Mother Hiroshima, Deportation, We met Charles Bukowski in lockdown, How men unmade the world—Anthony Owen
Antony Owen is a writer of conflict translated in English, German, Japanese & Dutch. His work has been recognised internationally including a full collection translated in 2021 by Thelem Press and an award in the British Army Poetry Competition in 2018. His work has also been shortlisted for The Ted Hughes Award for new work in poetry.
She asked “have you ever seen three dwarf stars melt purple into a line?”
Moon was a blister, sun an open sore and then the devils welt,
I carried heaven in my water until it ran down my legs,
a river of black rain that returned Hiroshima.
I did not lose my baby until Spring
my tumours were blossom pink,
the colour of our rebirth.
We are going home now
a prefecture of sky
my shadow flies,
black no more.
Sent to Coventry or Rwanda
But never Westminster
your silt sorrel skin
like the Thames
too dirty for us
There is a white plague
a Sotheby Jesus sold
to new blue Romans
fat on the spoils
of secret deals
in plain view
We met Charles Bukowski in lockdown
I wish I could take my daughter to Cape Canaveral
punch a hole into heaven with a rocket-ship
to show her the world is still moving
and we’d float like lost ships
claiming each other.
I wish I could take my daughter to Jerusalem Square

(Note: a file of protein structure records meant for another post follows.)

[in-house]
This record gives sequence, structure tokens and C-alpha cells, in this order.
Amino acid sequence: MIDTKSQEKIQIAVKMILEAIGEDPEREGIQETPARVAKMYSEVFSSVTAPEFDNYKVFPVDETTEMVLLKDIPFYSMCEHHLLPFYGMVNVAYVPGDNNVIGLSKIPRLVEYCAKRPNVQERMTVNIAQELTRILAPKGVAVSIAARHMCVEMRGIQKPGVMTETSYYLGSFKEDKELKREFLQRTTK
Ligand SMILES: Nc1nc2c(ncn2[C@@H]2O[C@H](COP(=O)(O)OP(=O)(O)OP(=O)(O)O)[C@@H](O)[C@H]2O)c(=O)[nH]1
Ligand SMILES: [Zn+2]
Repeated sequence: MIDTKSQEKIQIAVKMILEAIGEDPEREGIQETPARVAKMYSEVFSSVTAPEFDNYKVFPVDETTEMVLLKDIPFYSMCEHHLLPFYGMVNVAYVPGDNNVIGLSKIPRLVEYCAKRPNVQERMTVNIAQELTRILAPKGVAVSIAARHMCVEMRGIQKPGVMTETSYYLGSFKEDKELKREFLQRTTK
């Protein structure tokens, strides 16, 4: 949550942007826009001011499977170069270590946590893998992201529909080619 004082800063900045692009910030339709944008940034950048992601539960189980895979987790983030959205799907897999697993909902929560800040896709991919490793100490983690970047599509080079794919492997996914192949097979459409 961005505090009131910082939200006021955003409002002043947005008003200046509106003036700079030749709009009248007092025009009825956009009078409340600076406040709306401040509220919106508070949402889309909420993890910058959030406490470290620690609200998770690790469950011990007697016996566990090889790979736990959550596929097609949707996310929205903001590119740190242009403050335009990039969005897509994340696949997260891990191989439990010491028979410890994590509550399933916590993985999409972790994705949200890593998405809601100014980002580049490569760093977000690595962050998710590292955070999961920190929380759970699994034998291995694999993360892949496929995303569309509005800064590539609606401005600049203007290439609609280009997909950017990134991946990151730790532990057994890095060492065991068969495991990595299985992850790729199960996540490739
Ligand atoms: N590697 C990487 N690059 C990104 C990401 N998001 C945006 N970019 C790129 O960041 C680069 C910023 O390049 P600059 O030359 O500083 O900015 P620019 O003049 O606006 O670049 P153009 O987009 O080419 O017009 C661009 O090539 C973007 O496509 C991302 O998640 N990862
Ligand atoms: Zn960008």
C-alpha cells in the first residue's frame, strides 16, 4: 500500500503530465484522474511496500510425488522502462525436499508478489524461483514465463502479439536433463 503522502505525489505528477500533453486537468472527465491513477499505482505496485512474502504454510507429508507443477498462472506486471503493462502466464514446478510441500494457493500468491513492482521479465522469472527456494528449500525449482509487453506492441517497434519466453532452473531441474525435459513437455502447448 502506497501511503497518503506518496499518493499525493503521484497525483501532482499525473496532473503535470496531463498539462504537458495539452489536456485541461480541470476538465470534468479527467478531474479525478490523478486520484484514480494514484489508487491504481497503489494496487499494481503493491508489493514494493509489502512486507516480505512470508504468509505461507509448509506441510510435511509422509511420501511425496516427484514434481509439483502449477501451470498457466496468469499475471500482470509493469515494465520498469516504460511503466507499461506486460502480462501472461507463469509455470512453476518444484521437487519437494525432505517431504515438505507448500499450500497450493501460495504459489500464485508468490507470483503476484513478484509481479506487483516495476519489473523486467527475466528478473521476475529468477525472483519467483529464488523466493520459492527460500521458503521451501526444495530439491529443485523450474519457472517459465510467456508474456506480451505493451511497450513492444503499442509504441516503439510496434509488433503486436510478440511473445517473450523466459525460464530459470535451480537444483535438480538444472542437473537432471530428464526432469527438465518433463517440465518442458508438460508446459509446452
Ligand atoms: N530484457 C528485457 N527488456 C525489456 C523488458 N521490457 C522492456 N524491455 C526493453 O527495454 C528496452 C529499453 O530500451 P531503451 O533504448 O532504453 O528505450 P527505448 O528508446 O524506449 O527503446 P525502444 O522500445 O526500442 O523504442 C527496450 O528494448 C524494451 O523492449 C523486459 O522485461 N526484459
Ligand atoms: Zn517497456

to eat supper as dusk is given like a red roman cape.
I would show her cuckoos stealing our olives
that came all the way from Palestine.
I’d take the pip and plant it for her.
I wish I could take my daughter to meet Charles Bukowski
she could feel at home in his homelessness and prose.
I could learn a thing about the art of patience.
My daughter would turn his rum to water,
turn sweetness into alcohol happiness.
All my wishes came true when her name danced on my tongue
three syllables like rain bouncing on a dry river bed
those splashes exploded into crowns of water
my coronation as your flawed Father,
Jupiter as my scarred jewel.
How men unmade the world
Last night in the whispering rain
I heard Allah and Jesus
both were in tears
sewing each other’s lips.
All the lambs have left the farm
some were numbered in dye
the others are mad in grief
you can’t see it though
not unless you look hard
Last night I couldn’t get an erection
there was no pleasure in my body.
All my memories hung like mosquitos,
pinking air with their abdomens
My heart in soulless pixelations.
All the sheep are following the shepherds,
and a shepherd has a flamethrower
he has shorn the black one
and writes upon it all the crimes
“Palestine, Aleppo, Afghanistan”.
Last night in the moon
I saw bones of man.
Thank God then,
an eighth day
aglow yet cold
an illusion of warmth;
Sun behind a barren rock
the spunk of a million stars
birthing a deserved darkness.